I wanted to write about the power of "community" today. It has been on my mind all weekend. After uncovering a few more Indian companies who have built scrapers that aggregated all events data from Facebook, Meetup and other sites, I spent the bulk of my Sunday pondering why they have not succeeded even though they have collected a wealth of information.
The answer, I think, is "community".
Pat Maloney at JMC Academy was the first person I met who used the word "community" in this context. Before meeting Pat in March 2017, everyone used the phrase "network effect". I realised recently that hunting for "network effect" is like trying to win the outcome without identifying the cause. Almost analogous to trying to win a million dollars at the casino without knowing which game to play.
I will leave the rest of that story for another time because a story published on HBR caught my attention this morning. In a tangential way, the article reaffirmed one of the underlying reasons we created VIVA, and what we are trying to achieve with the technology behind it - we want to improve how humans experience the real world.
When we were working on our branding with Tony more than a year ago, we decided the four key pillars for VIVA's branding:
A lot of people have asked - "what the hell does efficient mean?"
Efficiency is about improving the quality of user experiences - eliminating wild goose chases from bad data. Data quality was one of our key concerns when building VIVA. How do we give users better information than they can find on Facebook or Google? Our hypothesis was that if we can deduce more reliable information than would be available on Facebook or Google, then we can use that more reliable information to give more reliable recommendations. Our design philosophy was centred on this idea of improved reliability.
"... and that's why I have been writing a blog every day. Today's will be about community and data quality."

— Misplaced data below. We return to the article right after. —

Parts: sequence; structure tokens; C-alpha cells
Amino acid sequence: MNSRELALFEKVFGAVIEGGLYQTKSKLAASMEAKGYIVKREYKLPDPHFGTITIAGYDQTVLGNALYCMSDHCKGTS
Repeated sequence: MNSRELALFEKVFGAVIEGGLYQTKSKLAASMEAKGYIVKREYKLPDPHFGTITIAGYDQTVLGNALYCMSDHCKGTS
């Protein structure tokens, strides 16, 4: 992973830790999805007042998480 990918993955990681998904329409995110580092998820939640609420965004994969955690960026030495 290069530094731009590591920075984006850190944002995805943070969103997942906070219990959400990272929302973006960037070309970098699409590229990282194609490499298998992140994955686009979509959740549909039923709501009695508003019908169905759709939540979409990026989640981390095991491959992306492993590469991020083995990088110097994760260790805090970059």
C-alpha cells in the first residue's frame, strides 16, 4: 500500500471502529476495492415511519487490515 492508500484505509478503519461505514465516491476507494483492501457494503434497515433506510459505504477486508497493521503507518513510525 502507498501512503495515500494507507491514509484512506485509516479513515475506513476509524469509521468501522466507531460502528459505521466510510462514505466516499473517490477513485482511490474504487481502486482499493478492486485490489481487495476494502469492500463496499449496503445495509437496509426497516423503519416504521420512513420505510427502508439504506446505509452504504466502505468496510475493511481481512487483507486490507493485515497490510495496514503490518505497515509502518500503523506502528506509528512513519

"It will be interesting to see if you still want to write about that when you get back."
Jac refused to have her portrait taken.
"No, Bad Wu!"
I put up one funny message on her Facebook wall years ago, just once, and she has not let that go.
"Fine. Just a photo of the coffee cup then..."
We often meet to chat about life in start-up businesses. It is an inherently interesting topic because the scope is so broad - what do people want, how do we find out what people want, why do they want what they want, how do we satisfy them, and then repeat again but replacing all the "wants" with "needs".
I often feel selfish driving conversations to satisfy my own ends - what about VIVA this, and what about VIVA that? Matt is kind enough to humour these conversations, and help solve the questions.
Marketing is one of our biggest questions at the moment. Many heads have sunk many hours into this question.
Joyce, one of our marketing interns, is spearheading one of our new branding initiatives - one that we internally call "Humans of VIVA" - that name will change. The idea of this project is to capture portraits of people talking about what they love about living life. When everything is boiled away, VIVA is a business that help people live life.
We want to put out one or two photos a week on Instagram, and so we need to capture at least four or five people in order to have enough material. This requires both Joyce and I to spend a significant amount of time talking to and photographing people. My photography skills have rusted since those heady days of my late 20s, when I used to spend hours every day visiting cafes with Penny (my little Pentax Q).
Photography is like riding a bike, I tell myself.
"Don't look at the camera. Just keep talking."
"Is the idea that if you take heaps of photos then at least one of them will be good?"
"I'm hoping so."
Matt was kind enough to humour that conversation too.